The whipped cream and fruit toppings are a must in my opinion, but it’s really up to you what you top the pavlova with.

Pavlova toppings

You can top pavlovas with a variety of different toppings. I LOVE a customizable dessert that you can throw together with whatever you on hand or whatever’s in season. Some of my favorites are:

pavlova recipe with fresh fruit

Tips for the best pavlova

Admittedly, making a pavlova cake sounds like a daunting task. Just the thought of making a homemade meringue would’ve terrified me a few years ago. But as long as you keep these few tips in mind, your pavlova will turn out beautifully!

Pulse the sugar: Gritty pavlovas detract from the dreamy, marshmallowy texture, so we always give our sugar a few quick pulses in the food processor or blender to create finer granules. If you aren’t able to do this–don’t worry! You’ll probably need to beat the mixture a little longer to get any granules out, but it will still taste delicious!

Beat the eggs before adding the sugar—Meringue uses no leavening agents other than whipped egg whites, so you need to whip the eggs whites really well before incorporating the other ingredients. Whip the whites until soft peaks form, then slowly add in the sugar. You should continue to whip the egg whites until hard peaks form and no granules of sugar remain.

Be Patient: Pavlova is not a rushed dessert. It’s easy to throw together without much foresight because the ingredients are such pantry staples, but it does require some time to whisk the batter into the fluffiest, glossiest, sugar granule free meringue, and then to bake it off slowly at a low heat. It’s minimal effort, but a lot of waiting around.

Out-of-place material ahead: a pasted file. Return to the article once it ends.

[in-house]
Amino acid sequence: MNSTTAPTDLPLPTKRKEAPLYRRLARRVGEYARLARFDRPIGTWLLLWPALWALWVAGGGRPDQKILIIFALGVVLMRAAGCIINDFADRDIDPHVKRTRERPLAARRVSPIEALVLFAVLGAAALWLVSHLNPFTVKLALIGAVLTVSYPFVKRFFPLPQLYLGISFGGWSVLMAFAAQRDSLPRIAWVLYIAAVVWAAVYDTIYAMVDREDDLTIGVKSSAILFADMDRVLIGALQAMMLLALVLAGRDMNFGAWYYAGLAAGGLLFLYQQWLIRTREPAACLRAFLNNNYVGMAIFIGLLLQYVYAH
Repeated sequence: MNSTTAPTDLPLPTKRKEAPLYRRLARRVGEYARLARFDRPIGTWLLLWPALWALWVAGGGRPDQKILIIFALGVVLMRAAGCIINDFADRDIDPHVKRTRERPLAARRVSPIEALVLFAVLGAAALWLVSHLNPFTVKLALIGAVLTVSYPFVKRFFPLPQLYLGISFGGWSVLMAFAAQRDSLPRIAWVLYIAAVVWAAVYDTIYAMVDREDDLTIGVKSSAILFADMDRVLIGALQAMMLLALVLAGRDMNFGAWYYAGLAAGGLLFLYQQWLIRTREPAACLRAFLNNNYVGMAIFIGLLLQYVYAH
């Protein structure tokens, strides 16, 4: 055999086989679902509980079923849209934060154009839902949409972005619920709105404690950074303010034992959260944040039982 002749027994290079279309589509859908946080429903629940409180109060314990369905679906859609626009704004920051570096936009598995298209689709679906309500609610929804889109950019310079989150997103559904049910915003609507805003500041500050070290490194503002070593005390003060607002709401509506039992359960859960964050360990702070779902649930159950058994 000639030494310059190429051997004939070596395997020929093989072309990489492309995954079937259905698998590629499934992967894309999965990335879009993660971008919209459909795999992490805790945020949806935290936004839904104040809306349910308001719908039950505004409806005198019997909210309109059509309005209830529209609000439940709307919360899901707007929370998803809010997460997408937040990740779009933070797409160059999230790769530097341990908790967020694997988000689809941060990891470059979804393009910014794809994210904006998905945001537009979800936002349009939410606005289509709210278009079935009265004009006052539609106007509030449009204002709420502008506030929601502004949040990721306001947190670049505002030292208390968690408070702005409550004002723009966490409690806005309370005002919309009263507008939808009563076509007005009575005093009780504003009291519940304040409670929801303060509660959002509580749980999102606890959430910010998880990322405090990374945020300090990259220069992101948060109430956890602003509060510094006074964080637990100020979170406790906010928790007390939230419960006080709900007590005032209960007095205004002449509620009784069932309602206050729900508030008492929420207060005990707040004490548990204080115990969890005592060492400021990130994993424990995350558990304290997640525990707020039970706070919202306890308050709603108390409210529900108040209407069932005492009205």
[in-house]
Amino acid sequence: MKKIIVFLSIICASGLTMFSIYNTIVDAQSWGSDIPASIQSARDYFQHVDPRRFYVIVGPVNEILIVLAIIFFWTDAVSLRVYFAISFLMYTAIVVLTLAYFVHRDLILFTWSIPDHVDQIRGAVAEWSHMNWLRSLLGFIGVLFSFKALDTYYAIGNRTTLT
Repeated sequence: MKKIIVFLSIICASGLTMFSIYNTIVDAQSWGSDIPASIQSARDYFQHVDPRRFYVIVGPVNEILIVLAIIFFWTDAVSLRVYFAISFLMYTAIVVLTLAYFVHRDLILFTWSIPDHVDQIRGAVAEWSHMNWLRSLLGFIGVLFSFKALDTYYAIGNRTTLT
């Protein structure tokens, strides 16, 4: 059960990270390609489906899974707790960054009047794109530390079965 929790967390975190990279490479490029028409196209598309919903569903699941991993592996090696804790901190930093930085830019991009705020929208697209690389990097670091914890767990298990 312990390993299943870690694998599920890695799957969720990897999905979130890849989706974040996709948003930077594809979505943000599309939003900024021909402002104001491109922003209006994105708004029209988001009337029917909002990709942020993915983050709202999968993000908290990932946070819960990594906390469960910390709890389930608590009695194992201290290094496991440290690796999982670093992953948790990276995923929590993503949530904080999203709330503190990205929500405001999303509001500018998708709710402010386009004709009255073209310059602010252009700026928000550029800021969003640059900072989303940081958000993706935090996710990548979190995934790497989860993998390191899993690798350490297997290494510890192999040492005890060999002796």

Bake the meringue at a low heat for a a long time: To avoid cracking the meringue, you need to bake it for about an hour at a low temperature, then turn off the oven and let the meringue sit in the warm oven for another hour. This will dry out the meringue fully and help it cool off without breaking.

Let the pavlova cool COMPLETELY before assembling—Sorry, guys. You have to wait until the meringue is completely cooled before assembling your pavlova cake. Warm meringue won’t be firm enough to layer and can cause the whipped cream to melt right off.

summer pavlova topped with berries

How to shape pavlova

I recommend baking your cake on a cookie sheet lined with parchment paper or a silpat. You shouldn’t make meringues on a greased surface as the egg whites need a little something to grip to and hold their structure. I recommend tracing the size and shape you want the pavlova to be. You can trace an 8 inch cake pan for a big pavlova or you can always make about 6 to 8 mini pavlovas if desired. Tracing the shape will give you some guidelines to stick to in terms of size, but feel free to have fun with it. Once you’ve shaped the batter into a round, make sure you make a divot in the center (sort of like a very shallow volcano), so you have a little shallow hole to pile with toppings.

How will you know when the pavlova is done?